Essays

The Roles in Guam’s Future Political Status

Johnathan Borja

Håfa Adai!

Last week (3/12-3/18), I read an article by Dylan Kioshi where he responded to an article written by Rebekah Garrison. After reading both articles, I thought hard about the questions they both posed. From my understanding, Miss Garrison supports the idea of Guam becoming an independent nation. The other two options for Guam are to become a State or for Guam to get cozy with free association. I will try my bestI’m going to try and do my best to get my thoughts in order.

First off, I’m going to address Miss Garrison’s article and her suggestion that settlers learn about the land they walk on. Miss Garrison brought up Haunani-Kay Trask. This woman is fierce. She is the epitome of what it means to be an indigenous person angry about colonization. Her words are moving, true and everything I would love to be. He words inspire me to fight for the island that, as Miss Garrison mentioned, is constantly written out of American History textbooks. When I tell people at Marquette I’m from Guam, they think we’re located near Barbados or Cuba. They always have a bewildered look on their face. Maybe a year ago, I would have let it slide, but I really shouldn’t. There is no reason why they shouldn’t know Guam. They know Puerto Rico, French Polynesia, Samoa, etc. Guam is a victim in American History and what do we get in a history textbook? Nothing. I recall in my history class the part of the book where Guam should be mentioned. Guam was stated to be a U.S. Territory and that’s all.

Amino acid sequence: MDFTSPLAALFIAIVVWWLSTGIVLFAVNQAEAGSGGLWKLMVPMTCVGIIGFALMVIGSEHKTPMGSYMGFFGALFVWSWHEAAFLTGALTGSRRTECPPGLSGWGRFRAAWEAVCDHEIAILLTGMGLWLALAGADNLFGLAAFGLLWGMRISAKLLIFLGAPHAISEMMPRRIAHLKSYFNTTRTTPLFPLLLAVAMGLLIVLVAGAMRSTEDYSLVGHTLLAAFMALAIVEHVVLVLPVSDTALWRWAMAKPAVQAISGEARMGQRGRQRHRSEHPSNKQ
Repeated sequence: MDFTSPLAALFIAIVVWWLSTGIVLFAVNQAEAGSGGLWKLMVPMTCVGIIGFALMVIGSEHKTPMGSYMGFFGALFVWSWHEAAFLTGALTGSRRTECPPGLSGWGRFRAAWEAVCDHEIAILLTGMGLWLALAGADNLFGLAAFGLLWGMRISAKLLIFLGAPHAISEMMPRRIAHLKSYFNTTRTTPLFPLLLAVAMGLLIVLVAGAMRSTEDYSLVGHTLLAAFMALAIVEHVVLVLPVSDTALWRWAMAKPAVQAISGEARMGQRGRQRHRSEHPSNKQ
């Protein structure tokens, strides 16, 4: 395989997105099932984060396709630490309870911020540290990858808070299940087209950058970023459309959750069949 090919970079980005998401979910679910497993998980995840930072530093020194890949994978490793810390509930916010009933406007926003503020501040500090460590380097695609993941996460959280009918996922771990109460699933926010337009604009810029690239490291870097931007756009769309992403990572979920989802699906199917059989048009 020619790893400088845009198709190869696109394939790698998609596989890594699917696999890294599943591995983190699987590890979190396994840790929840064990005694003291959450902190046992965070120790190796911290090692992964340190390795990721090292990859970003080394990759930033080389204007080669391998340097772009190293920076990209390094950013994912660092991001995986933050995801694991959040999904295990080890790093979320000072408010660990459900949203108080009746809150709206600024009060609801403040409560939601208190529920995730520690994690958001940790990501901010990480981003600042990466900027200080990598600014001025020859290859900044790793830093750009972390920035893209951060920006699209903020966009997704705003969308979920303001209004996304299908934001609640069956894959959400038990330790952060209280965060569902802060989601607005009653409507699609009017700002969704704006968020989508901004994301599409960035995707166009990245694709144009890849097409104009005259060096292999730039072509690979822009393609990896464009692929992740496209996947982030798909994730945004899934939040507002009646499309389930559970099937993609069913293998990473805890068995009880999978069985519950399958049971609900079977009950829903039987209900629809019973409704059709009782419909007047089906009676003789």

Let’s forget the fact that after Pearl Harbor was bombed, the Japanese attacked us on one of our most holy days. You read that right. Holy. We are Catholic, thanks to colonization. Let’s not forget the Chamorro men that lost their lives fighting in hopes that the Americans would show up. Let’s not forget the women that were raped and killed. Let’s not forget the people that were piled into caves and shot. Or the people that were lined up along ditches and shot. Let’s not forget my grandma who told me stories of how her family walked for miles and miles to camps (hey, America, the Japanese did to us what you did to them in the mainland). Let’s not forget my grandma telling me how her aunt shed tears at how skinny my grandma was getting from lack of nutrition and all the walking.

We have a history. A long, arduous, amazing history. But we are not valued for it. Instead, our cultures were pushed aside. Our heritage was deemed second-rate. My blood was labeled as the Other. The U.S. took away our language by banning it from being spoken in schools. The result? I’m not fluent in it. I’m slowly learning and actively trying to do my best to absorb more of my culture. I have no pride in the fact that I was born American. Being American isn’t something to be proud of in my eyes, as if the current situation our nation is in isn’t proof enough. I have pride in the fact that I was born Chamorro. My people—God bless them—they are my strength. They are the reason I’ve traveled thousands of miles to be where I am right now. Truthfully, Marquette is not the ideal college for an island boy. In fact, I’d suggest that anyone from Guam looking for higher education choose somewhere on either coast. Both have much more accepting people as well as Guamanians and Chamorros.